Credit goes to Stew, Kaarina, Teague and Davin for their persistence in creating their new home in North Guilford. Thanks to Stew and family for allowing many of us to join them occasionally on this journey and then to enjoy the beautiful home on holidays and at family gatherings.
Your vision, hard work and creativity have been and continue to be appreciated.

Thank you both, for letting me post. With any luck, I'll find pictures to post of the house.

Their house should be a city treasure. It's a post and beam house, and you can see all of the wood. Oak beams, and pine ceiling / flooring on the 2nd and 3rd floor. It's really nice. There are no nails, screws, or bolts holding the frame together. The beams are notched to fit together. And the fastenings are all 1" to 1-1/2" wood pegs. That you can see.

Stew hired a company (I forget the name, but it might have been Benson) to do the post and beam part of the construction. They made the 4x6, 5x6, and 6x6 oak beams, including corner bracing, at their shop. Their team brought all the pre-cut timber, and a crane, to Guilford, and put it together in 2 weeks.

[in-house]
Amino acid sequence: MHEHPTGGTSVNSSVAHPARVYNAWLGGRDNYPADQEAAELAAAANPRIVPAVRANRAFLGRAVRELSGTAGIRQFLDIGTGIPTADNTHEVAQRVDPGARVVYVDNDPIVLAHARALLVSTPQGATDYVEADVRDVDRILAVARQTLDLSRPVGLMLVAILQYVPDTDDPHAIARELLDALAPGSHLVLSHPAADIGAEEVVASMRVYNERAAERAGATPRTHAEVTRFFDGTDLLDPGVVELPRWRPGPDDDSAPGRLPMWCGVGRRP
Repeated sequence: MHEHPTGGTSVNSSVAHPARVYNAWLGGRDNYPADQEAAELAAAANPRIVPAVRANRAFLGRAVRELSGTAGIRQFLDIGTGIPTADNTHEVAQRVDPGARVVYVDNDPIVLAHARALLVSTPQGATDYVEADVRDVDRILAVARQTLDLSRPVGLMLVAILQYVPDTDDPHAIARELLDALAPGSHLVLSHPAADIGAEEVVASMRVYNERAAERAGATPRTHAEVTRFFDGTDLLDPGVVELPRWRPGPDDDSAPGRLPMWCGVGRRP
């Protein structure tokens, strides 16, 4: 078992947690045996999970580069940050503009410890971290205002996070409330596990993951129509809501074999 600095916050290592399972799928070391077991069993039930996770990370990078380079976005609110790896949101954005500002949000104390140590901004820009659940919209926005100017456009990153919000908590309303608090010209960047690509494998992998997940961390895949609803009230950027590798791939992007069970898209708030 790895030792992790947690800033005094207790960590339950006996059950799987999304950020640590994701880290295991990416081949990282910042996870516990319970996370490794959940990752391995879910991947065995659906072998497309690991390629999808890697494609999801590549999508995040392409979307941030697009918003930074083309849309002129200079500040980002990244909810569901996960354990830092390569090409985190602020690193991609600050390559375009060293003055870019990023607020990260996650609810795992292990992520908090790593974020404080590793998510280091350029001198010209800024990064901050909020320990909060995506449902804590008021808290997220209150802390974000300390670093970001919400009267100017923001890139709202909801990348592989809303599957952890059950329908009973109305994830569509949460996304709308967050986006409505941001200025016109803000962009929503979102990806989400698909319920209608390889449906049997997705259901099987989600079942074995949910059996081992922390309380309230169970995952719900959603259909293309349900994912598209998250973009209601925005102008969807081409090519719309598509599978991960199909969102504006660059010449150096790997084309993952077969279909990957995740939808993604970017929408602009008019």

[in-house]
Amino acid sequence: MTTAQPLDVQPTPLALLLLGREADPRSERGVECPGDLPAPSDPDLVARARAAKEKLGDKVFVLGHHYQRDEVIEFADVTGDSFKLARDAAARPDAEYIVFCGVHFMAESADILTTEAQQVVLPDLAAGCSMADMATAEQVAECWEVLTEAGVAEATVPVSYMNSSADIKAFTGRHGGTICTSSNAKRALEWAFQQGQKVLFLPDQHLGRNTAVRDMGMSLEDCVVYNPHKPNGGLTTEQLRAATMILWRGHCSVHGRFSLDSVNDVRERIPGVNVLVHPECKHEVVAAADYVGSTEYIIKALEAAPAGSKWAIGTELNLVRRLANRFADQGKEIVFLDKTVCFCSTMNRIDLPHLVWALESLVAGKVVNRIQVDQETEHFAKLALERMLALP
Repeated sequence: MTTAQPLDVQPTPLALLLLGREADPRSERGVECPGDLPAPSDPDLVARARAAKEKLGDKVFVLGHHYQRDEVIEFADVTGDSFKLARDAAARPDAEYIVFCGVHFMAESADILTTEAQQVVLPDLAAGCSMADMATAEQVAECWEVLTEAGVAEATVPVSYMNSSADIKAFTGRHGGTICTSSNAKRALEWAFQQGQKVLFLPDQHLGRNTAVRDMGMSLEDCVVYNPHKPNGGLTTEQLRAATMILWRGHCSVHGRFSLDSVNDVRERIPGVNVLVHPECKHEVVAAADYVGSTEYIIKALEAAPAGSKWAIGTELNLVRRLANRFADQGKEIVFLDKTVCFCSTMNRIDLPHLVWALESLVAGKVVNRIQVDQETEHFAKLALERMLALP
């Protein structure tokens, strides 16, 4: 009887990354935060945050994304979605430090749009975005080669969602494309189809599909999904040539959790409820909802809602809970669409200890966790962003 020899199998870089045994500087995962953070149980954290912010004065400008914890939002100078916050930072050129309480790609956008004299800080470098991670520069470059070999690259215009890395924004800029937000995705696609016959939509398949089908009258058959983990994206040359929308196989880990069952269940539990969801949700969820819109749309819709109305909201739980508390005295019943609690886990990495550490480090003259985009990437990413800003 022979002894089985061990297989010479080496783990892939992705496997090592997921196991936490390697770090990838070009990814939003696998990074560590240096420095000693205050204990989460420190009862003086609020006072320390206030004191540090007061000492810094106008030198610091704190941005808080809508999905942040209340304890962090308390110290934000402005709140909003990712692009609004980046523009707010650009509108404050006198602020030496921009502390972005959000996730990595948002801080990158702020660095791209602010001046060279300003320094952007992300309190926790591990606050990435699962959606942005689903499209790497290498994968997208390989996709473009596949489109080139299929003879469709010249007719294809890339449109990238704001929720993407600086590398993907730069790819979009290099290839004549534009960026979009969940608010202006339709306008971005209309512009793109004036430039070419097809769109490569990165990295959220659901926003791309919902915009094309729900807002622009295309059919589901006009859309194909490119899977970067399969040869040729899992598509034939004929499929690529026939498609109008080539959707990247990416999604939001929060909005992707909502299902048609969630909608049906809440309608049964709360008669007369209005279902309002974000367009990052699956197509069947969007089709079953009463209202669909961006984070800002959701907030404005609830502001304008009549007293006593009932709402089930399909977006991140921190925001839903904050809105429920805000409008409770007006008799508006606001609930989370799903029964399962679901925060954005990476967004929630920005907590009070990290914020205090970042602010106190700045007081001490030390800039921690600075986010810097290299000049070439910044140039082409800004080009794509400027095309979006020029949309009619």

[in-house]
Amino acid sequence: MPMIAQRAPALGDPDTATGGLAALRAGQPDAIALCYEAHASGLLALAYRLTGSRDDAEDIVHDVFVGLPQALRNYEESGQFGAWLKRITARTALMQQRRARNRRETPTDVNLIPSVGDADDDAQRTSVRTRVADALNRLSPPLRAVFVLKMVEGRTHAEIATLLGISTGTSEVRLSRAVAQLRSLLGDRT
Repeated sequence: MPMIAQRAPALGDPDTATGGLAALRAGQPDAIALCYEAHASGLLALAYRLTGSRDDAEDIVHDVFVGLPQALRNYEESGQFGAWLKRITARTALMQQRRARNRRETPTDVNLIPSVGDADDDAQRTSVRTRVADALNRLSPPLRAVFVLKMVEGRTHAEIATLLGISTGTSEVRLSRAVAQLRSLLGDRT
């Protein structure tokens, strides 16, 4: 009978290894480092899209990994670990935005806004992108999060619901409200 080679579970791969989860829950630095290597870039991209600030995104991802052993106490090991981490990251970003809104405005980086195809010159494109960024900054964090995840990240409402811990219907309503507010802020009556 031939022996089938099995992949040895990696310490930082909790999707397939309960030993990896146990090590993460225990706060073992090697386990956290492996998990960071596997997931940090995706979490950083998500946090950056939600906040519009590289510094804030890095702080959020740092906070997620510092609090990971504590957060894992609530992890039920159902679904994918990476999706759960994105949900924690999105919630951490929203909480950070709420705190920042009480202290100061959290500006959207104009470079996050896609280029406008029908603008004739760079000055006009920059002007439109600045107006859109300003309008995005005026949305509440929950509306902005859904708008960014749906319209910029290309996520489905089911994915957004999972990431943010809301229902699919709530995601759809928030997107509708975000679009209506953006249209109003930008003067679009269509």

He then hired a Finnish fireplace builder to do that, after he had the base, in the basement, already built.

That fireplace has 3 different dampers to control air flow into and out of the firebox, and going up the chimney. There is a second section that contains channels that hot air from the fire goes through, once the fire is going. Those channels heat up the brickwork in a large "heat sink" that retains that heat for many hours. Typically, 2-3 wood fires a day, that burn very hot because of the fire box construction, will keep the entire house warm all day and night. The air intake for the firebox is in the cellar, and the air comes, from the bottom, through a "V" section at the bottom of the firebox. The draw up the chimney then creates almost a bellows effect, and the fire burnes very hot, leaving a minimal amount of ash, once the fire is out. I think about 2-3 cords of wood last all winter.

When building the house, he'd work a whole day at the power plant, and then drive to Guilford and work on the house for many hours, getting home late at night. He did this every day, for a few years, not just one. On one of our trips to Ct, Elaine and I worked on the 2nd and 3rd floor, flooring. Together, Elaine and I did, in a week, way less than 5% of the 3rd floor flooring.

Some of the interior doors in the house, he made, down in his woodshop.